iOS developers may be given the ability to register up to 100 devices for one $99 per year payment, but that doesn't mean Apple wants this access sold off to just anyone.
Reports are now streaming in that Cupertino has began to invoke the Digital Millennium Copyright Act (DMCA) in an effort to close up shop on websites offering beta access to anyone willing to pay.
A number of websites popped up in recent years offering access to early iOS betas for as little as $8.99 per device, requiring little more than the Unique Device Identifier (UDID) number of your iPhone 4S, iPad or iPod touch.
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One such website called UDID Activation claims to have sold access to 2,300 devices over the last week alone, raking in a cool $20,600 at $8.99 each - and that's only the latest of 19,000 devices they claim to have activated thus far.
Apple steps up
Unfortunately, Apple frowns on such activity, and expressly forbids such abuse for those who pay $99 per year to become developers.
Apparently tired of turning a blind eye, Cupertino has shut down these illicit websites at the service provider level, capping off the virtual gold mine of income for those shady enough to sell off UDID registrations.
The news is music to the ears of legitimate developers, including En Route! President and Founder Dave Smiddy, whose free iPhone app helps keep loved ones up-to-date while users are traveling.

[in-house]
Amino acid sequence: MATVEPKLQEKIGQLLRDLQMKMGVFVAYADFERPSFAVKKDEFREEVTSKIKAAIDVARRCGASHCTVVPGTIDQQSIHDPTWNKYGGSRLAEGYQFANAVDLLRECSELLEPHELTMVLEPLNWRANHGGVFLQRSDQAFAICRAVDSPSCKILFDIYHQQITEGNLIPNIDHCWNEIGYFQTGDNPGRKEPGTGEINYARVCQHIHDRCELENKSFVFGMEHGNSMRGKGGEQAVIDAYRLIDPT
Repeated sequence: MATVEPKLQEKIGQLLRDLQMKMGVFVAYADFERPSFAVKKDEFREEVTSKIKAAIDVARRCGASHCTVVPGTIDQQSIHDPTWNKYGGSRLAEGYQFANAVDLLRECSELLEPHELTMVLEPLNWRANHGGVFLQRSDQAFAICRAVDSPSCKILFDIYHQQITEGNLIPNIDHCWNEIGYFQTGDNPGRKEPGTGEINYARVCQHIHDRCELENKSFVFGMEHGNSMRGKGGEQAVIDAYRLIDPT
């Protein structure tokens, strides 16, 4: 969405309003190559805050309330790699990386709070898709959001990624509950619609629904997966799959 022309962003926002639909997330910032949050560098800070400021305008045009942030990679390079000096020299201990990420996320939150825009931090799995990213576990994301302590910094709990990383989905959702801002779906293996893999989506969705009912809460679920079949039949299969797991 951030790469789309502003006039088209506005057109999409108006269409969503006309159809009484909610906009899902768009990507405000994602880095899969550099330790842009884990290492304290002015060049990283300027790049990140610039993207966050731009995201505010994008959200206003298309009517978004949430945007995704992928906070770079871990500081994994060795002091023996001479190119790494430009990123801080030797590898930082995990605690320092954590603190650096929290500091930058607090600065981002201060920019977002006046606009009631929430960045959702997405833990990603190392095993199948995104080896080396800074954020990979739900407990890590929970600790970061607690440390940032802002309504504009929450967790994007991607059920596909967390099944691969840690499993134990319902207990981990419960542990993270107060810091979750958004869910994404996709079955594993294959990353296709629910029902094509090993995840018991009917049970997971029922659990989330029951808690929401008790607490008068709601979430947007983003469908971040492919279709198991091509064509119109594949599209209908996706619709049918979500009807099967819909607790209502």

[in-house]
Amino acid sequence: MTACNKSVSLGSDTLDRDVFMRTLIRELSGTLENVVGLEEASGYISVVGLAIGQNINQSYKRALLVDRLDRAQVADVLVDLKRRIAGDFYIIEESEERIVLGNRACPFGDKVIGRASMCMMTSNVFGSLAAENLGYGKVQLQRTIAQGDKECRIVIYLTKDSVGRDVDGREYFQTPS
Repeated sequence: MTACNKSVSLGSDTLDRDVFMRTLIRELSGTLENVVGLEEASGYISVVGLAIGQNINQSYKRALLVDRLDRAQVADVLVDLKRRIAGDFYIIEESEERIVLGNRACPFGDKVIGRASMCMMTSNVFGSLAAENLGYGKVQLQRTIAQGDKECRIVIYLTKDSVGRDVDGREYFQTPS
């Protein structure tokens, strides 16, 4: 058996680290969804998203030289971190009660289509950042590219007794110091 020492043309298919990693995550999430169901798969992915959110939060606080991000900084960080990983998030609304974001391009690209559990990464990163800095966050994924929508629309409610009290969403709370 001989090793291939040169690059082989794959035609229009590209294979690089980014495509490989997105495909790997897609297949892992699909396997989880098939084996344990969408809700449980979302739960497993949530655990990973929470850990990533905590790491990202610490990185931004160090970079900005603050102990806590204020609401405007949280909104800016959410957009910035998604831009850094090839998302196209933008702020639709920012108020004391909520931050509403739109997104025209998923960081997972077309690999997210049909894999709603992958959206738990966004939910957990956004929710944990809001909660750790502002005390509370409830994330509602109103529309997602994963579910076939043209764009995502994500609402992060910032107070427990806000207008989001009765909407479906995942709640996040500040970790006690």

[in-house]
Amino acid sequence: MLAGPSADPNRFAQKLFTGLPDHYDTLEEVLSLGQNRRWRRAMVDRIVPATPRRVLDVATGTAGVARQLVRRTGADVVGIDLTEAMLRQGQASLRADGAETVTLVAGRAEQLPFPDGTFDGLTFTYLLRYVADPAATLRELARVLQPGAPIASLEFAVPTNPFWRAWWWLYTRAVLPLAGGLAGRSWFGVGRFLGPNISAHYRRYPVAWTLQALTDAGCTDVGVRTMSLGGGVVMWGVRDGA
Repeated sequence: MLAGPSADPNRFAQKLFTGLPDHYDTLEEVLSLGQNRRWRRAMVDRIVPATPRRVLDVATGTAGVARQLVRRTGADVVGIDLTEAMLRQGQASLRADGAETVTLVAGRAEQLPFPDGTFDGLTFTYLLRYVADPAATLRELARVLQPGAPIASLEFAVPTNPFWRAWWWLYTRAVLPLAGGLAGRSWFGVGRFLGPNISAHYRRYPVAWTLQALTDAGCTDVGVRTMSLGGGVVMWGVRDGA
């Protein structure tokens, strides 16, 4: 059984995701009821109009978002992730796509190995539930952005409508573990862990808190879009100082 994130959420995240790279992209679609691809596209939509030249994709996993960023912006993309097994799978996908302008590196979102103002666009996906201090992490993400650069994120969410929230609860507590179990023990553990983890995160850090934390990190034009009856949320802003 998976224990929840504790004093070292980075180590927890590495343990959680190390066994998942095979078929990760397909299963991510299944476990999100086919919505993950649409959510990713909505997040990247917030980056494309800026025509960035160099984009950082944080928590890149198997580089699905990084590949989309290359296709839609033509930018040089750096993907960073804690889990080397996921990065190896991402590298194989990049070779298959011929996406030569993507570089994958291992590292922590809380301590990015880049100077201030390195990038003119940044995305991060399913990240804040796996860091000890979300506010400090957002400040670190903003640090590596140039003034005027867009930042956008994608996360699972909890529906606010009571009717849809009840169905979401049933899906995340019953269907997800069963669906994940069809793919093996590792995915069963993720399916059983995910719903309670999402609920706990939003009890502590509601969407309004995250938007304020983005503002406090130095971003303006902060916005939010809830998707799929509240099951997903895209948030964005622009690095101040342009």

"It's an interesting attempt to monetize the scarcity of pre-release software as well as the human desire to be first and different," Smiddy laments. "Having pre-release OS is exciting to a small audience of non-developers. Even though there is some demand, selling it is against Apple's terms so that just seems silly for a serious developer to do."
iStoryTime founder Woody Sears, whose company offers a wide range of popular licensed apps featuring beloved characters like The Smurfs and the Penguins of Madagascar, is quite happy to have iOS locked down the way Apple intended.
"Apple has created such an efficient marketplace for developers and for the price points that we sell our apps, I can't imagine a scenario where the economics would make sense to manage the distribution of iStoryTime apps on our own," Sears said.
Although a number of such websites have been squashed in recent days, a few continue to operate - at least for now.